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An axiomatic system is:

  1. consistent: if no logical contradiction can be derived from the axioms. (Don't see how you can prove there is no logical contradiction possible.)
  2. independent: if an axiom cannot be proved or disproved from the other axioms. (Not sure how this itself can be proved).
  3. complete: "if every statement expressible in the terms of the system is either provable or has a provable negation". (Don't see how you can prove either way this is true or not).
  4. categorical: if any two models of the system are isomorphic (essentially, there is only one model for the system). (Don't see how you can prove this either).

For all of these, I don't see how you can prove that there are no negative cases. By that I mean, like for (4) there are no alternative models, or for (1), there are no logical contradictions.

It seems for all of this you would need to iterate through every possible (infinite) combination of things to see if it was a negative case. So I don't see how.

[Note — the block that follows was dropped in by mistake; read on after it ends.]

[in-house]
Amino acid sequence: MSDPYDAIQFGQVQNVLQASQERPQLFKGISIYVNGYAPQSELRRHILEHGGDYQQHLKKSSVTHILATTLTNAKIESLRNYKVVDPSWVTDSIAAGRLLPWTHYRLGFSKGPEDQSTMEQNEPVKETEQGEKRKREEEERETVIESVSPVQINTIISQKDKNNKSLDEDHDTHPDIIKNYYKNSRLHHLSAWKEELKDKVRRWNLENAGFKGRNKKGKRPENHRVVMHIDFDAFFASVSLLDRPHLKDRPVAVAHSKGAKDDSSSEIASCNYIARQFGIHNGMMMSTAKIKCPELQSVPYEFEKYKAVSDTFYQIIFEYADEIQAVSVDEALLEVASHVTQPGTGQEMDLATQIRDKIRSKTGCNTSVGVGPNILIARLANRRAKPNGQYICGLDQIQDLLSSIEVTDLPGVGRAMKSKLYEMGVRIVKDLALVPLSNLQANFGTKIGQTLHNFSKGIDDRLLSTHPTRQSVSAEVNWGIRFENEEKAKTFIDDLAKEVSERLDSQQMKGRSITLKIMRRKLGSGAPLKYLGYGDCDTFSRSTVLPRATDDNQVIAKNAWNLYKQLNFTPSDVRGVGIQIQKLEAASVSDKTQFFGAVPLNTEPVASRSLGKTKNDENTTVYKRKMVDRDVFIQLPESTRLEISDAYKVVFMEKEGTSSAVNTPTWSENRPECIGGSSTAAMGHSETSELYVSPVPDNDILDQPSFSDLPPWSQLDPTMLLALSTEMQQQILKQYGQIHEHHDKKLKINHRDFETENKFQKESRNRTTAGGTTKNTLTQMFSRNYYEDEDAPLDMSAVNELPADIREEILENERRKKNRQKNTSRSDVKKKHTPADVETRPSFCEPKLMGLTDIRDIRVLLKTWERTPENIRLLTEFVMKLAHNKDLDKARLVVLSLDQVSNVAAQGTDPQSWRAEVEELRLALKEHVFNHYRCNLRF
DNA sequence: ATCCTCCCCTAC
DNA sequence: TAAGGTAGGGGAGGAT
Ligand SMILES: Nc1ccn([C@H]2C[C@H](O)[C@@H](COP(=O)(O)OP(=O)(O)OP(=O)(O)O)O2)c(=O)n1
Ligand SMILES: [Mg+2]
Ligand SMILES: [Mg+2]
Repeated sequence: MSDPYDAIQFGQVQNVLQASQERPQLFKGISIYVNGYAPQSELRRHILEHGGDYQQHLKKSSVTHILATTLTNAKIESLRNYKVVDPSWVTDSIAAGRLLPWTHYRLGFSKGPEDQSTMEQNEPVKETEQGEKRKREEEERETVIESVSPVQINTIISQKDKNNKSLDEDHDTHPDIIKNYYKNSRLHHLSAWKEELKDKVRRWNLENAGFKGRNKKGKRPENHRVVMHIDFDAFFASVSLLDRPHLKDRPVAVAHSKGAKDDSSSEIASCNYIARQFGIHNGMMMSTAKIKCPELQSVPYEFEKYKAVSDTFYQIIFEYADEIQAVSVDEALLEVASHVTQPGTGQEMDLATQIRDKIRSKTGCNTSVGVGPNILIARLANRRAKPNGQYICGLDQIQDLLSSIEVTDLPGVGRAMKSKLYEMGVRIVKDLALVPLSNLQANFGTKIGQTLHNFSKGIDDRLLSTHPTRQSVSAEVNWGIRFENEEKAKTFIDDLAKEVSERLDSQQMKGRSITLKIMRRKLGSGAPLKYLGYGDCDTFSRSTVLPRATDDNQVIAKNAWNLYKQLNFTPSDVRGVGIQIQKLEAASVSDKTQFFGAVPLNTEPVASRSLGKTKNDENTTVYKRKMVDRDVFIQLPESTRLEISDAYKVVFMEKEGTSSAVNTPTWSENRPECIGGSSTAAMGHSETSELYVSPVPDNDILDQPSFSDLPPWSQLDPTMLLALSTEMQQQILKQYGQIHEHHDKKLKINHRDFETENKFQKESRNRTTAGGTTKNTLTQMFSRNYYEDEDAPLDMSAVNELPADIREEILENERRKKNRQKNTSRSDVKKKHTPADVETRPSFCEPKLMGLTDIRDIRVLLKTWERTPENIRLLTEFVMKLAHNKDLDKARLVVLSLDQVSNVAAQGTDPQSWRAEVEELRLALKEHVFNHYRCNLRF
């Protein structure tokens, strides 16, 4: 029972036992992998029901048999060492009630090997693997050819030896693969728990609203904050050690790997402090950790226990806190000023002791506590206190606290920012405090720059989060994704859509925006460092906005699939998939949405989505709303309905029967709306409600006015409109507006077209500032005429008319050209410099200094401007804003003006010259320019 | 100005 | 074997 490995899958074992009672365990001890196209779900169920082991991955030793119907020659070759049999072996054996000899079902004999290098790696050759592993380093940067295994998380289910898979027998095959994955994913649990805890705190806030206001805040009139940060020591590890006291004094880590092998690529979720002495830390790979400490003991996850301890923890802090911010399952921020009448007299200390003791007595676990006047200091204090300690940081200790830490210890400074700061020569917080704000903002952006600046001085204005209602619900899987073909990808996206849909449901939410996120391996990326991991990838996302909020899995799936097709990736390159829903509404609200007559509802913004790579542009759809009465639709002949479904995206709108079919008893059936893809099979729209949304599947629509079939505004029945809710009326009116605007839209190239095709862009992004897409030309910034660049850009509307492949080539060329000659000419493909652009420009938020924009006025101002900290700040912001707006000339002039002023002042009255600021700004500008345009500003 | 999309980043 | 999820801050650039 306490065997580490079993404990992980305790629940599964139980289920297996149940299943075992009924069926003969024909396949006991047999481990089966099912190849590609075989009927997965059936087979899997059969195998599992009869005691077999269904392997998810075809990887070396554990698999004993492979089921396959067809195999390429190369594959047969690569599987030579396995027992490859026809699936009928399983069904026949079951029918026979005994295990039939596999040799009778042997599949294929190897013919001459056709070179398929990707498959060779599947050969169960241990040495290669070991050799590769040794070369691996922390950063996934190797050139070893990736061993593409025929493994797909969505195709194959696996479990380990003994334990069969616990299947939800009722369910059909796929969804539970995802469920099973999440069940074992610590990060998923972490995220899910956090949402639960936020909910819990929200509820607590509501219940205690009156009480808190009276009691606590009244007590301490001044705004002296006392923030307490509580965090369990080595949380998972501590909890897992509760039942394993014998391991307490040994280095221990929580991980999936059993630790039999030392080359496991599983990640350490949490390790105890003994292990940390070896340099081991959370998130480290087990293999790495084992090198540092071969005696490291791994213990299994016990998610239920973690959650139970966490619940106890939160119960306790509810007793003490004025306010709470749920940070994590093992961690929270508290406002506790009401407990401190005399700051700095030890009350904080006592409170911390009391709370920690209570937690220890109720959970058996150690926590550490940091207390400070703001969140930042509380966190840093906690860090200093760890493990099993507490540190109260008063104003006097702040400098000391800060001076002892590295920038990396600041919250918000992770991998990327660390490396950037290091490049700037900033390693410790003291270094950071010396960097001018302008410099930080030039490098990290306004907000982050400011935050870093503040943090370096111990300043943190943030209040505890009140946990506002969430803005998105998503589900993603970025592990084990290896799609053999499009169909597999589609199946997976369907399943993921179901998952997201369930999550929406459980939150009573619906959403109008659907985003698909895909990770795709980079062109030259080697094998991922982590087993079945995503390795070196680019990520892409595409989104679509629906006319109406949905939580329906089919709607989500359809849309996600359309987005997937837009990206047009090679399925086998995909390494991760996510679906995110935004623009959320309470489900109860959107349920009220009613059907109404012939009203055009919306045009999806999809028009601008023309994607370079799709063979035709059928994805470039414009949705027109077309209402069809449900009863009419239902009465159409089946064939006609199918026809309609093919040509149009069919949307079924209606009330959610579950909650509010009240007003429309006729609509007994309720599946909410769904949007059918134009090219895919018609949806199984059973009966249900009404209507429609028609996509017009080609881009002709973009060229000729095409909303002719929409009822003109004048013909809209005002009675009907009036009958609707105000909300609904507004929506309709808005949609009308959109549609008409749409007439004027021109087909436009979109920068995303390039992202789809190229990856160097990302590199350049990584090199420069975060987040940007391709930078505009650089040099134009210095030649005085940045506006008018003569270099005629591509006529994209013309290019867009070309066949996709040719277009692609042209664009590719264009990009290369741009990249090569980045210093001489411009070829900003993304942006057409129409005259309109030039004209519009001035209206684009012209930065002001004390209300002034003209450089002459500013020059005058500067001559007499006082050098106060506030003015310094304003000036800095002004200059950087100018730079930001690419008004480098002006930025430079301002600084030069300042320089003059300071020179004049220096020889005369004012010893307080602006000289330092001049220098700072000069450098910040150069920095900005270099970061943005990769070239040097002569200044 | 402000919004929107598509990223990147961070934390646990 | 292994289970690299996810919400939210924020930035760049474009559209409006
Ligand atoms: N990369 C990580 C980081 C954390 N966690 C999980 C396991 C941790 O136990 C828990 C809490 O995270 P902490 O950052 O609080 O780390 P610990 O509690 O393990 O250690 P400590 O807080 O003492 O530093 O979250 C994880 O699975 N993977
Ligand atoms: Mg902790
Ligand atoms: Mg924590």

Please show me how I could prove something fits these 4 properties (just at a high level, don't need to go into a formal proof unless it's helpful). I am looking at Foundations of Geometry, and wondering how they know the geometry axioms in any of the systems (Hilbert, Euclid, Birkhoff, etc.) for sure are consistent, independent, complete, and categorical, or that they are not. Basically I would like to know a methodology for:

  • How to look at some axiom in a math book and determine, with a proof, the logical values the axioms take for these 4 properties.

That is:

| consistent | independent | complete | categorical |
|------------|-------------|----------|-------------|
| true       | true        | true     | true        |
| true       | true        | true     | false       |
| true       | true        | false    | true        |
| true       | false       | true     | true        |
| false      | true        | true     | true        |
| true       | true        | false    | false       |
...

Basically how to determine which row it is in this set of combinations.

Don't need to know specifically, as that would require knowing which axiom I am considering, I just would like to know the general methodology to apply to any axiom.

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